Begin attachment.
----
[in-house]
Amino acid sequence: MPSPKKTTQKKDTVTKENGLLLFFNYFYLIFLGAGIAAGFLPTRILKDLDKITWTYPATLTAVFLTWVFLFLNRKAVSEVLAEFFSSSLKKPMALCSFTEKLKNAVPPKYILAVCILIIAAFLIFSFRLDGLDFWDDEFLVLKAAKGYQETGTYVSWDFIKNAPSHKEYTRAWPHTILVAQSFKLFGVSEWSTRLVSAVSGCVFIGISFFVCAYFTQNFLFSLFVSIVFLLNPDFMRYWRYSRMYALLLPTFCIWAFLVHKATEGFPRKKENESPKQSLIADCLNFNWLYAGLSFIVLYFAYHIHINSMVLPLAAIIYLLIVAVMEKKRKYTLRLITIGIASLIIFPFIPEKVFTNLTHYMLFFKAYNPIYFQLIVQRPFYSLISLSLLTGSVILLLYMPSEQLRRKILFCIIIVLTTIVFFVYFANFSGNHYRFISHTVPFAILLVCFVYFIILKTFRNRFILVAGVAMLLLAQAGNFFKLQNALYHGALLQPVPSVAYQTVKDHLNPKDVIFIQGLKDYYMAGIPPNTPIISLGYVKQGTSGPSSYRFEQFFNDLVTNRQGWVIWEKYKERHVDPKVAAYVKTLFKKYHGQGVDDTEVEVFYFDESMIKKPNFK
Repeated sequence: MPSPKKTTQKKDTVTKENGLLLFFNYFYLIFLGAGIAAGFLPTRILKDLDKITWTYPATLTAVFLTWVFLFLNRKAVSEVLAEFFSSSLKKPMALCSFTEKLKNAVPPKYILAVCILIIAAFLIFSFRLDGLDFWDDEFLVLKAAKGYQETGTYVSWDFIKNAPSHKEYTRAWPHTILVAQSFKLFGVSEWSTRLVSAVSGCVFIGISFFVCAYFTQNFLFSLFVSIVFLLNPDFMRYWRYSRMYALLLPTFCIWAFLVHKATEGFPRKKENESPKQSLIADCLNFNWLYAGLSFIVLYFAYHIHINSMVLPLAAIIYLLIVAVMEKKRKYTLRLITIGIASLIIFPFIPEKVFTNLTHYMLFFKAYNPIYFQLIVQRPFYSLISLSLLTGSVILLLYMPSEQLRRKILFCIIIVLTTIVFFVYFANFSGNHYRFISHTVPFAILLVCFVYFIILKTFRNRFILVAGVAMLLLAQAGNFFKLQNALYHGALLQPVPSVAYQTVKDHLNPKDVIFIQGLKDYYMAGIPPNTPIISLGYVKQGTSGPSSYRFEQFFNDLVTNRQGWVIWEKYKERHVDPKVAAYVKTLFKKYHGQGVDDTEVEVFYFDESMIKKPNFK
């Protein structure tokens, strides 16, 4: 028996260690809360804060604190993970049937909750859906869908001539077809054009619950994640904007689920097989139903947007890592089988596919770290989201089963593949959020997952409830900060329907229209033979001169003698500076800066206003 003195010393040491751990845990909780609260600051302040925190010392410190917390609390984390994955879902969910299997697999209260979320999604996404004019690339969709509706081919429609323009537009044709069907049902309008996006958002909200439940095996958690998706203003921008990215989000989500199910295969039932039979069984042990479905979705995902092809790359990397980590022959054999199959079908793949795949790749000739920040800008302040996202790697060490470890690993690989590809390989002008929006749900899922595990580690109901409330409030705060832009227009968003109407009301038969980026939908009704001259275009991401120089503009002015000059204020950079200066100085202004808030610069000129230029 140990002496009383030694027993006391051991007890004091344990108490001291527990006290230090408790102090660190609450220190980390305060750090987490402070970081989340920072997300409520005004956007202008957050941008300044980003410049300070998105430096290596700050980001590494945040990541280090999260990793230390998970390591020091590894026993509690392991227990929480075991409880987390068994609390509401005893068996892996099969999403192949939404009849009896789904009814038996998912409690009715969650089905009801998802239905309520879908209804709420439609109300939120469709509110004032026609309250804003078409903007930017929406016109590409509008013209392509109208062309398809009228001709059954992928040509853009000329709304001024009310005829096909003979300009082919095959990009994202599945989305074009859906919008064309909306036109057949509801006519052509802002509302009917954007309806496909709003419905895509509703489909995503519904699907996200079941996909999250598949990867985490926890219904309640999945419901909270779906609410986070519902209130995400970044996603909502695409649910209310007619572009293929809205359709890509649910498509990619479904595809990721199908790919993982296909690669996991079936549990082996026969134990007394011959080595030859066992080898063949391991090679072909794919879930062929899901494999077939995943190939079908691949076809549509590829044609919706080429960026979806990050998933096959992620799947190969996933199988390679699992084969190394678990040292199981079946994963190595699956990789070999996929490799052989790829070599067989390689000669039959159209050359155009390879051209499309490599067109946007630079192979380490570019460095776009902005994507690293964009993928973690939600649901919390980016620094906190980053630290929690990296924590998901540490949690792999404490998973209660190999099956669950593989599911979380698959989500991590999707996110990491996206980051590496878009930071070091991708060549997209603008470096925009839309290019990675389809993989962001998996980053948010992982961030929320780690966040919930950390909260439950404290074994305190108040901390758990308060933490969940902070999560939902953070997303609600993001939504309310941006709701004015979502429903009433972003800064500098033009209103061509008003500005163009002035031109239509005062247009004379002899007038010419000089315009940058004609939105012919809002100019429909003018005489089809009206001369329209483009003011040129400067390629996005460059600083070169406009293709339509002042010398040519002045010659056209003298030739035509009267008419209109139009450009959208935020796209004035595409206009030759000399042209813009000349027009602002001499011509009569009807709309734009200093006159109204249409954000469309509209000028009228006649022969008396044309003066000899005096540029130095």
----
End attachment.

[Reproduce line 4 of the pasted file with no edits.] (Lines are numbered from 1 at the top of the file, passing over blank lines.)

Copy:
């Protein structure tokens, strides 16, 4: 028996260690809360804060604190993970049937909750859906869908001539077809054009619950994640904007689920097989139903947007890592089988596919770290989201089963593949959020997952409830900060329907229209033979001169003698500076800066206003 003195010393040491751990845990909780609260600051302040925190010392410190917390609390984390994955879902969910299997697999209260979320999604996404004019690339969709509706081919429609323009537009044709069907049902309008996006958002909200439940095996958690998706203003921008990215989000989500199910295969039932039979069984042990479905979705995902092809790359990397980590022959054999199959079908793949795949790749000739920040800008302040996202790697060490470890690993690989590809390989002008929006749900899922595990580690109901409330409030705060832009227009968003109407009301038969980026939908009704001259275009991401120089503009002015000059204020950079200066100085202004808030610069000129230029 140990002496009383030694027993006391051991007890004091344990108490001291527990006290230090408790102090660190609450220190980390305060750090987490402070970081989340920072997300409520005004956007202008957050941008300044980003410049300070998105430096290596700050980001590494945040990541280090999260990793230390998970390591020091590894026993509690392991227990929480075991409880987390068994609390509401005893068996892996099969999403192949939404009849009896789904009814038996998912409690009715969650089905009801998802239905309520879908209804709420439609109300939120469709509110004032026609309250804003078409903007930017929406016109590409509008013209392509109208062309398809009228001709059954992928040509853009000329709304001024009310005829096909003979300009082919095959990009994202599945989305074009859906919008064309909306036109057949509801006519052509802002509302009917954007309806496909709003419905895509509703489909995503519904699907996200079941996909999250598949990867985490926890219904309640999945419901909270779906609410986070519902209130995400970044996603909502695409649910209310007619572009293929809205359709890509649910498509990619479904595809990721199908790919993982296909690669996991079936549990082996026969134990007394011959080595030859066992080898063949391991090679072909794919879930062929899901494999077939995943190939079908691949076809549509590829044609919706080429960026979806990050998933096959992620799947190969996933199988390679699992084969190394678990040292199981079946994963190595699956990789070999996929490799052989790829070599067989390689000669039959159209050359155009390879051209499309490599067109946007630079192979380490570019460095776009902005994507690293964009993928973690939600649901919390980016620094906190980053630290929690990296924590998901540490949690792999404490998973209660190999099956669950593989599911979380698959989500991590999707996110990491996206980051590496878009930071070091991708060549997209603008470096925009839309290019990675389809993989962001998996980053948010992982961030929320780690966040919930950390909260439950404290074994305190108040901390758990308060933490969940902070999560939902953070997303609600993001939504309310941006709701004015979502429903009433972003800064500098033009209103061509008003500005163009002035031109239509005062247009004379002899007038010419000089315009940058004609939105012919809002100019429909003018005489089809009206001369329209483009003011040129400067390629996005460059600083070169406009293709339509002042010398040519002045010659056209003298030739035509009267008419209109139009450009959208935020796209004035595409206009030759000399042209813009000349027009602002001499011509009569009807709309734009200093006159109204249409954000469309509209000028009228006649022969008396044309003066000899005096540029130095």